Location: Sugarcane Field StationTitle: The USDA-ARS Sugarcane Field Station in Canal Point, Florida: 100 Years of Scientific Research and Sugarcane Cultivar Development
Submitted to: Sugar Journal
Publication Type: Review Article
Publication Acceptance Date: 1/16/2020
Publication Date: 3/17/2020
Citation: Zhao, D. 2020. The USDA-ARS Sugarcane Field Station in Canal Point, Florida: 100 Years of Scientific Research and Sugarcane Cultivar Development. Sugar Journal. Volume 82 Number 10 Pg. 13-21
Interpretive Summary: This article provides a brief overview of the USDA-ARS Sugarcane Field Station at Canal Point, Florida when it has reached its 100th year anniversary. Overall, the Sugarcane Field Station has high reputation worldwide in sugarcane variety development and related research. The CP sugarcane breeding and variety selection program has a long history. It is a three-way cooperative program, including the USDA-ARS, the University of Florida, and the Florida Sugar Cane League. With support from the USDA-ARS area office and the national program office as well as the local and regional sugarcane industry, the team of scientists and all support staff in the CP program has been working closely and is very productive in research and cultivar development, although challenges always exist. The primary research priority for the USDA-ARS Sugarcane Field Station is to retain its current mission of breeding superior varieties and/or elite germplasm for Florida, Louisiana, and Texas growers using agronomic, genetic, and molecular approaches with new technologies. The CP varieties also have important impact on sugarcane production in many other countries in the world.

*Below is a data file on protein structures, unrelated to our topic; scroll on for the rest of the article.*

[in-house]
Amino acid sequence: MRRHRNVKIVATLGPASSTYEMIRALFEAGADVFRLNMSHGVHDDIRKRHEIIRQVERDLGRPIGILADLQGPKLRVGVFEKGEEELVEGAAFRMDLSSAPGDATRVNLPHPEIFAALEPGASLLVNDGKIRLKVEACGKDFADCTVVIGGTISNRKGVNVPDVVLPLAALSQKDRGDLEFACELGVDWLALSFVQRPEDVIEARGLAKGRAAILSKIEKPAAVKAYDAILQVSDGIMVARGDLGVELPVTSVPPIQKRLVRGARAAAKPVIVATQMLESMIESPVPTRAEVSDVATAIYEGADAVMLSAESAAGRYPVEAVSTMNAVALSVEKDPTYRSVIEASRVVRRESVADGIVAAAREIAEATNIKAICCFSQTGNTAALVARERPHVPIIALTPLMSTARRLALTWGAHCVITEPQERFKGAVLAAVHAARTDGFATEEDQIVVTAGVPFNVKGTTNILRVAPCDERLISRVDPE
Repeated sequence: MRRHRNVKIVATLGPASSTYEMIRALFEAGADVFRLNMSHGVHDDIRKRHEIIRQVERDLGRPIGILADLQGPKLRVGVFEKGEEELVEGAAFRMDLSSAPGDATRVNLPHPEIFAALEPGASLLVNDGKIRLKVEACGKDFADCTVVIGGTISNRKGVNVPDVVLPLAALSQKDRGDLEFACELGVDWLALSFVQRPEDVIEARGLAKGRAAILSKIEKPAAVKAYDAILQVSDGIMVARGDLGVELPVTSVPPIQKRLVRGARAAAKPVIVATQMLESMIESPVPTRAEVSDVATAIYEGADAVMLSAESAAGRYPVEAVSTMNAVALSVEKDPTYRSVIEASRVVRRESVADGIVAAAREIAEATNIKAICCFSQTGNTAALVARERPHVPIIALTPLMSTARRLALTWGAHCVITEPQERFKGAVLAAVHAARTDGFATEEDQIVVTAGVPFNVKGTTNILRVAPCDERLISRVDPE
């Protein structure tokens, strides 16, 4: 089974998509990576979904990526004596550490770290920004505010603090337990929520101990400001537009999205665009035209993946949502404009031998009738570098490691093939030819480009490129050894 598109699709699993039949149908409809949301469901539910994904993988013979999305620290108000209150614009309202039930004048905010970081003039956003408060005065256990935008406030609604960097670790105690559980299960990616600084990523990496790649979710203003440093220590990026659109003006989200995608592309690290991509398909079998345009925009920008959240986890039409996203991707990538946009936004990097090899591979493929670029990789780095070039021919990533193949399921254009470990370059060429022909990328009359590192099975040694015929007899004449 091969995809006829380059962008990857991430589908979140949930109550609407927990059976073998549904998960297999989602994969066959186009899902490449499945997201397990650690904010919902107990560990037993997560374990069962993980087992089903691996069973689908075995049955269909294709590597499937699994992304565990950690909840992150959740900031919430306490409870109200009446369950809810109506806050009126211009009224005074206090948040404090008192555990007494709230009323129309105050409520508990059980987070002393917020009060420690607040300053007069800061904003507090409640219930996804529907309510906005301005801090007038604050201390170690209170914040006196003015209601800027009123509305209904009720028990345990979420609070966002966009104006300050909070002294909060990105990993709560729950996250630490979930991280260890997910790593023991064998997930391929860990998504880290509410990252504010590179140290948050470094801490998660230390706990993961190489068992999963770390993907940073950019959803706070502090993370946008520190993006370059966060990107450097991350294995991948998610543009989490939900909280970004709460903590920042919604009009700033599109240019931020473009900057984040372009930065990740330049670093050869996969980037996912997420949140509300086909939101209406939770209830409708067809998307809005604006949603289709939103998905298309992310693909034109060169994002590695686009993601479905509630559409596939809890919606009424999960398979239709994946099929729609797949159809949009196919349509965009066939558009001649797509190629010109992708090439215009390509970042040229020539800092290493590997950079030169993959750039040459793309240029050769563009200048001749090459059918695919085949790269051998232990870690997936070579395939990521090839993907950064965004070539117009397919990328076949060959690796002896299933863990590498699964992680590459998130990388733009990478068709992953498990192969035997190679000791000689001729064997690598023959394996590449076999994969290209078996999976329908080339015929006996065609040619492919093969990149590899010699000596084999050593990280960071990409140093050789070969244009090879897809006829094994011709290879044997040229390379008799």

Technical Abstract: The mission of the United States Department of Agriculture-Agricultural Research Service (USDA-ARS) Sugarcane Field Station in Canal Point (CP) is to develop high-yielding, disease resistant/tolerant sugarcane cultivars. Additionally, scientists conduct research on sugarcane agronomy, genetics, molecular biology, pathology, and physiology that has resulted in improved production efficiency and sustainability. The Sugarcane Field Station has reached 100 years of research and cultivar development since it was established in 1920. The station mainly provided fresh seed cane and/or true seed (fuzz) to Louisiana sugarcane production and had a small impact until the 1960s when the Florida sugarcane industry expanded. During the 1970s, CP-cultivars developed by the cooperative program among the USDA-ARS, the University of Florida Institute of Food and Agricultural Sciences, and the Florida Sugar Cane League, expanded in the Florida sugarcane industry. Currently, the USDA-ARS Sugarcane Field Station produces true seed for cultivar development programs in Florida and Louisiana, and fresh materials for Texas. Sugarcane cultivars developed in programs in the three states from true seed and/or fresh materials from crosses made at the Canal Point facility occupy most hectarage of sugarcane production. The CP cultivars have important impacts on sugarcane production not only in the United States, but also worldwide. CP-cultivars are also grown in many foreign countries and occupy a major hectarage in several Central American countries.